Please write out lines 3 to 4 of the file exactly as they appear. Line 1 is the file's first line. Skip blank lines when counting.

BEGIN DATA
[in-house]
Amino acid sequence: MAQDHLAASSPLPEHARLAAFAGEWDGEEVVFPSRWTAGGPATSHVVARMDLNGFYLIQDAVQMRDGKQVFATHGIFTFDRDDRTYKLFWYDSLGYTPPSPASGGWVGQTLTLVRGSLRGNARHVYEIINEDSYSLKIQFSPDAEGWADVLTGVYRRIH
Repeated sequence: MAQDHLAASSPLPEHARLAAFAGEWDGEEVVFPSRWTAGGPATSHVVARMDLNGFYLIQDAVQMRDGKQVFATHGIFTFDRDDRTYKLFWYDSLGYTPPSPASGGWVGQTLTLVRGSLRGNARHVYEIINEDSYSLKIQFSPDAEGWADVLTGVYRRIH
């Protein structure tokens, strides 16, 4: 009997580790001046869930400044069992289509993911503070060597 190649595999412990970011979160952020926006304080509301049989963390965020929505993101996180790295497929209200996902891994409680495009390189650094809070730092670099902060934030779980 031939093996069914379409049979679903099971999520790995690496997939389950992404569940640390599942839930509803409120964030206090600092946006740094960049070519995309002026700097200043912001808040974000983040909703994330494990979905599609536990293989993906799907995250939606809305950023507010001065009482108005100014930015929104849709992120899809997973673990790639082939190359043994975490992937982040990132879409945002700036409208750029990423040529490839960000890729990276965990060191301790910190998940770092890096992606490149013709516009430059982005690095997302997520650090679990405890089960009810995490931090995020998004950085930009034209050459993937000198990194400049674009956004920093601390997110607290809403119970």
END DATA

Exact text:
Repeated sequence: MAQDHLAASSPLPEHARLAAFAGEWDGEEVVFPSRWTAGGPATSHVVARMDLNGFYLIQDAVQMRDGKQVFATHGIFTFDRDDRTYKLFWYDSLGYTPPSPASGGWVGQTLTLVRGSLRGNARHVYEIINEDSYSLKIQFSPDAEGWADVLTGVYRRIH
């Protein structure tokens, strides 16, 4: 009997580790001046869930400044069992289509993911503070060597 190649595999412990970011979160952020926006304080509301049989963390965020929505993101996180790295497929209200996902891994409680495009390189650094809070730092670099902060934030779980 031939093996069914379409049979679903099971999520790995690496997939389950992404569940640390599942839930509803409120964030206090600092946006740094960049070519995309002026700097200043912001808040974000983040909703994330494990979905599609536990293989993906799907995250939606809305950023507010001065009482108005100014930015929104849709992120899809997973673990790639082939190359043994975490992937982040990132879409945002700036409208750029990423040529490839960000890729990276965990060191301790910190998940770092890096992606490149013709516009430059982005690095997302997520650090679990405890089960009810995490931090995020998004950085930009034209050459993937000198990194400049674009956004920093601390997110607290809403119970």